Herman Melville

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Moby-Dick: Chapter 131 Summary & Analysis

Ishmael states that it is ironic the Pequod should encounter a ship called Delight that is so burdened with woe, the next day. Ahab asks that captain if he has seen the whale, and the captain says he has, and no man can kill it—he has lost “five of his strongest mates” to it the previous day. Just as the captain is dumping the body of the fifth overboard, in its hammock, Ahab has the Pequod turn away, hoping to avoid the terrible splash the body makes against the waves—but the crew hears this sound regardless. The crewmembers of the Delight, meanwhile, comment to each other on the Pequod's use of a coffin as a life buoy.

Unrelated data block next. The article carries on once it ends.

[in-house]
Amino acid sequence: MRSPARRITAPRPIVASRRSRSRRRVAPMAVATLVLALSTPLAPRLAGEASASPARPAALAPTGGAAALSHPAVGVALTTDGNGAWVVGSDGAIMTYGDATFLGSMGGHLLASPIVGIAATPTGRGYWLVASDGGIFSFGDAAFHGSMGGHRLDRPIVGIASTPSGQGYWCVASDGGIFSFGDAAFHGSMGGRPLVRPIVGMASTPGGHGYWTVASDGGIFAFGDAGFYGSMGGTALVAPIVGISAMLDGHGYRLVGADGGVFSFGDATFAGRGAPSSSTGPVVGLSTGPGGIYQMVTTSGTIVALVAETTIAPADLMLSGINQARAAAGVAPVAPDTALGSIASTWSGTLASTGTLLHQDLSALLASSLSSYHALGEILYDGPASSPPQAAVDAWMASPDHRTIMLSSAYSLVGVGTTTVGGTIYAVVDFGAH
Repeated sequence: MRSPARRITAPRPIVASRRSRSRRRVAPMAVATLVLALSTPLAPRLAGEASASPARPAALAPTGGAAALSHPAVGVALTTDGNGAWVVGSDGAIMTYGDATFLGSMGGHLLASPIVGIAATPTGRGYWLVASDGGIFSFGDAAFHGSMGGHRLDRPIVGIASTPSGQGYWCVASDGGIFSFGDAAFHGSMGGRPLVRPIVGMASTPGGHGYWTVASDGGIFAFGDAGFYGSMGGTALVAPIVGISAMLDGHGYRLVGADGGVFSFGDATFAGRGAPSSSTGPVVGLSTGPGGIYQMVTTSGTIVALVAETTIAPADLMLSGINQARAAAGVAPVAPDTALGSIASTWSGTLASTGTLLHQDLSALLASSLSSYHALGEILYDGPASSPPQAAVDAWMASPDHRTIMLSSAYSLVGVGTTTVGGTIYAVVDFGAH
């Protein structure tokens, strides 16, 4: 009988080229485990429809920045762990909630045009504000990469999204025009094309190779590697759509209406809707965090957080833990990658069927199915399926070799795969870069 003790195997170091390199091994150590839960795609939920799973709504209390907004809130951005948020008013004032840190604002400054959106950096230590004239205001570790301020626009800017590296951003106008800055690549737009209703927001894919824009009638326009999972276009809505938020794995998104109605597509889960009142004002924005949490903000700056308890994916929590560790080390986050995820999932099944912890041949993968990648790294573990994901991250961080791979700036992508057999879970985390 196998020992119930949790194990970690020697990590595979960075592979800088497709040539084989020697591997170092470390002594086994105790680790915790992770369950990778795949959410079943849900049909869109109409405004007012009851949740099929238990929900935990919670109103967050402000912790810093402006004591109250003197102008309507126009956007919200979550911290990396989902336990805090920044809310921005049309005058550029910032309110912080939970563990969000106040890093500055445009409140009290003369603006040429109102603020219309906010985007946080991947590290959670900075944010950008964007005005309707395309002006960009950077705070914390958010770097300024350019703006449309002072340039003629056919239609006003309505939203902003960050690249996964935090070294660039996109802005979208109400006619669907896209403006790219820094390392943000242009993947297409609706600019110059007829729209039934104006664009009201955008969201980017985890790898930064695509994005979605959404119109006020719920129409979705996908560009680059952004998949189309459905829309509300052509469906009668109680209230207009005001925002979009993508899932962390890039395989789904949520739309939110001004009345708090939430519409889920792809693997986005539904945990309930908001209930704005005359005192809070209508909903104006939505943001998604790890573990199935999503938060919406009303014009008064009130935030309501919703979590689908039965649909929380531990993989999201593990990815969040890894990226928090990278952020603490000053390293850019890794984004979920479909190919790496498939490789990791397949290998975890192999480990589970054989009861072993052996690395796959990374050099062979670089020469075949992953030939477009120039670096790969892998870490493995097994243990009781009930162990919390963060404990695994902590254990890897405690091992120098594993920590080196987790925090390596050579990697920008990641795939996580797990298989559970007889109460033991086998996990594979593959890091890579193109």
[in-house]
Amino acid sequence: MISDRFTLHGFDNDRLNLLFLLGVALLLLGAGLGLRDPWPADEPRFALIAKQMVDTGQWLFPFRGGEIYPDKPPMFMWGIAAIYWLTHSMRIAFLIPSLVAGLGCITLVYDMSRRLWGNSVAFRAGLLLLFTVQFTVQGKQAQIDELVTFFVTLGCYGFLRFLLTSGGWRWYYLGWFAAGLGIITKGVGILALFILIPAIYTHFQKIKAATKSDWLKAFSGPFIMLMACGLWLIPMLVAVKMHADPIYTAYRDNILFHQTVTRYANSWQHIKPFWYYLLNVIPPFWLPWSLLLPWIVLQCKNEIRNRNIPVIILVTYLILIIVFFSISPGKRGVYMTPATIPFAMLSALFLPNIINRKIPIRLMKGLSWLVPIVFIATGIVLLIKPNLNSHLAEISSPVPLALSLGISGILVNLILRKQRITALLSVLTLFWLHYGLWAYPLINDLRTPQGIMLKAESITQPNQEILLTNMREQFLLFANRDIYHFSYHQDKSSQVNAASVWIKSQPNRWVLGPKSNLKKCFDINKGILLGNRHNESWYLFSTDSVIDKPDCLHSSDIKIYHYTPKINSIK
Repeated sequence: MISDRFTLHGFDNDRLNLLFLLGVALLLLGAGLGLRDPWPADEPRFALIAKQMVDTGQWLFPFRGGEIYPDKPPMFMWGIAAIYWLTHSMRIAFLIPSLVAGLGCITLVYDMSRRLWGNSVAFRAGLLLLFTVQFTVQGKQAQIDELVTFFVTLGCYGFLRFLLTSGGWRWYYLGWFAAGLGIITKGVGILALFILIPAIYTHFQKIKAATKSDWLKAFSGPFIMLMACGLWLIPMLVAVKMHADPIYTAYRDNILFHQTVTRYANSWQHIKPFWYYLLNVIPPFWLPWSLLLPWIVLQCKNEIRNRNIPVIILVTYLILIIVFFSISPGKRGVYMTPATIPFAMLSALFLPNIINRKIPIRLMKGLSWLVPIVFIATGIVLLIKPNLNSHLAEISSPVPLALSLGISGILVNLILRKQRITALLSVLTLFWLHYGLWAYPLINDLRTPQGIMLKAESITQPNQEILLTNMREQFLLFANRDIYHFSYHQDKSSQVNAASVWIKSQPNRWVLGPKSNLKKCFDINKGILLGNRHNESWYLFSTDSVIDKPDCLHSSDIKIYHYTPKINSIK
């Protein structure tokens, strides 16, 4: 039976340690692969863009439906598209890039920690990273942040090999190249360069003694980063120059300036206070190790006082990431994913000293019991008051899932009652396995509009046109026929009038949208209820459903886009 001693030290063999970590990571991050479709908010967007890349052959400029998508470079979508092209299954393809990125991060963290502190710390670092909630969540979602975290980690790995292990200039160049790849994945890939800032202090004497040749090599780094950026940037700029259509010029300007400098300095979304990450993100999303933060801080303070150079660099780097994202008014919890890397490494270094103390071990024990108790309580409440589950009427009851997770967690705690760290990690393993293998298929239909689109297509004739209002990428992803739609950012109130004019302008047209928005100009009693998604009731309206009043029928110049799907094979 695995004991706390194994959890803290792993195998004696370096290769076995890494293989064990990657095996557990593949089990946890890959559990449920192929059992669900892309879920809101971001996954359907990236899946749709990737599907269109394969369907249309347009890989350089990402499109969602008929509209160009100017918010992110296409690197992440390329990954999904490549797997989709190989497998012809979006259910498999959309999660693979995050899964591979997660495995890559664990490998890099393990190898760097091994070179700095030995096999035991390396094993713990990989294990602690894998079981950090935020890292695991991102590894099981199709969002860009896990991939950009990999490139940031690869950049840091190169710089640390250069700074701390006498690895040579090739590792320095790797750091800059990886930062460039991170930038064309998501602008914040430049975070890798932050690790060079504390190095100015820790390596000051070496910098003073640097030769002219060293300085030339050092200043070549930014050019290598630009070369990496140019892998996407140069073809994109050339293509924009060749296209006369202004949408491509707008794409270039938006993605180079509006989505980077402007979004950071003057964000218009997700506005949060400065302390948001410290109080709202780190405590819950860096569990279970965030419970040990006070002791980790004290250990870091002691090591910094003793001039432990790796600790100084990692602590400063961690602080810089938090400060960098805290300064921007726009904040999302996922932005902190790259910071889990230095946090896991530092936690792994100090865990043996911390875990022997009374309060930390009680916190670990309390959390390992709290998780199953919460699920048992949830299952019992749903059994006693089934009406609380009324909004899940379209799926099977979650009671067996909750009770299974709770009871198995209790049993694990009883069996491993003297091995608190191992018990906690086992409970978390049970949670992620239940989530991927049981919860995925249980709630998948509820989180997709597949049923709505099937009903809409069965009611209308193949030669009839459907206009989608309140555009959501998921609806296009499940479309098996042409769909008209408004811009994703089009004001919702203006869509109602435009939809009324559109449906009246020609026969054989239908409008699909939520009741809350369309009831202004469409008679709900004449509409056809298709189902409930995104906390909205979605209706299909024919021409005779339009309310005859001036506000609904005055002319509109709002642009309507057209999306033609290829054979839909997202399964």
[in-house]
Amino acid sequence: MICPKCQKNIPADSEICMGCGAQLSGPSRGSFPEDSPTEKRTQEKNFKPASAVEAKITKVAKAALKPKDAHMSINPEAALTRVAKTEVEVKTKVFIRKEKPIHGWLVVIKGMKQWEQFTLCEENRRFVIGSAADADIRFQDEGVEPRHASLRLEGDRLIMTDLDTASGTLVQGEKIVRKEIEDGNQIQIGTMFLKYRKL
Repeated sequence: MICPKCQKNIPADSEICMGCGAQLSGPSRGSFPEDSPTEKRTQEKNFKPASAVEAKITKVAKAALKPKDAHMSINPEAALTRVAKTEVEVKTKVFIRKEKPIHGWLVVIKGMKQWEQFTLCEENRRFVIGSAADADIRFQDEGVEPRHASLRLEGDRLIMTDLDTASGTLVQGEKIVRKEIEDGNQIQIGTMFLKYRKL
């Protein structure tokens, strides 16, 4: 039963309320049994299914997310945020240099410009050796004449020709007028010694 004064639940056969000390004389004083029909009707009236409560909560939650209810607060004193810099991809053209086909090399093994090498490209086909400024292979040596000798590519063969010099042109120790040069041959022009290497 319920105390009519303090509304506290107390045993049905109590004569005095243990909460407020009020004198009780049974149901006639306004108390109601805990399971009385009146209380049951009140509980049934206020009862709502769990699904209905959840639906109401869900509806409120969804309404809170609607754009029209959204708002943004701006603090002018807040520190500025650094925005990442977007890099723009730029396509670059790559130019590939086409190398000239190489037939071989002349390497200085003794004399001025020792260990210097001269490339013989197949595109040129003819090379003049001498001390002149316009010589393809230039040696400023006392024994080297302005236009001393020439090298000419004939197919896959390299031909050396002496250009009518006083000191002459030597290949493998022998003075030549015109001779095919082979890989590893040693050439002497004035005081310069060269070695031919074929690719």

This final gam before the confrontation with the white whale ratchets up the stakes—Moby Dick is presented as deadly and unconquerable, while Ahab is relentless. Ahab's effort to avoid hearing the sound of the corpse hitting the water may be an indication that even he fears and wants to avoid death, or that he knows his men do and that they are only barely following him. To the crewmen of the Delight, the symbolism of the coffin as lifebuoy on a ship off to hunt Moby Dick is clear.
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